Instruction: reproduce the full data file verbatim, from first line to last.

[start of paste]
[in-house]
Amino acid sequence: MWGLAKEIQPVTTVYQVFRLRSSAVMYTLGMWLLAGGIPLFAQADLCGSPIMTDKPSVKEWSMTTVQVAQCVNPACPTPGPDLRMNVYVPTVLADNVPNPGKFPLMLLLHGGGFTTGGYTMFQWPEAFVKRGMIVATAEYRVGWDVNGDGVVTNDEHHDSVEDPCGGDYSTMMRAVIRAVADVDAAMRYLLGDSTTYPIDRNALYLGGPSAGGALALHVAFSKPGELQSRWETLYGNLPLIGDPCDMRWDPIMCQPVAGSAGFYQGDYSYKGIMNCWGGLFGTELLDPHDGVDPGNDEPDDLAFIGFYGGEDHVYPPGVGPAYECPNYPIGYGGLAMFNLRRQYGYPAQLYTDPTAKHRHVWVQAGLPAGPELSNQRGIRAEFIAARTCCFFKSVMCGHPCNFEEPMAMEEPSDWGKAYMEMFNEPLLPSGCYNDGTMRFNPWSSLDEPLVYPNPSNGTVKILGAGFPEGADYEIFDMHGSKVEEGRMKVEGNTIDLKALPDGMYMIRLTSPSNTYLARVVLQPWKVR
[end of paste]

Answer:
[in-house]
Amino acid sequence: MWGLAKEIQPVTTVYQVFRLRSSAVMYTLGMWLLAGGIPLFAQADLCGSPIMTDKPSVKEWSMTTVQVAQCVNPACPTPGPDLRMNVYVPTVLADNVPNPGKFPLMLLLHGGGFTTGGYTMFQWPEAFVKRGMIVATAEYRVGWDVNGDGVVTNDEHHDSVEDPCGGDYSTMMRAVIRAVADVDAAMRYLLGDSTTYPIDRNALYLGGPSAGGALALHVAFSKPGELQSRWETLYGNLPLIGDPCDMRWDPIMCQPVAGSAGFYQGDYSYKGIMNCWGGLFGTELLDPHDGVDPGNDEPDDLAFIGFYGGEDHVYPPGVGPAYECPNYPIGYGGLAMFNLRRQYGYPAQLYTDPTAKHRHVWVQAGLPAGPELSNQRGIRAEFIAARTCCFFKSVMCGHPCNFEEPMAMEEPSDWGKAYMEMFNEPLLPSGCYNDGTMRFNPWSSLDEPLVYPNPSNGTVKILGAGFPEGADYEIFDMHGSKVEEGRMKVEGNTIDLKALPDGMYMIRLTSPSNTYLARVVLQPWKVR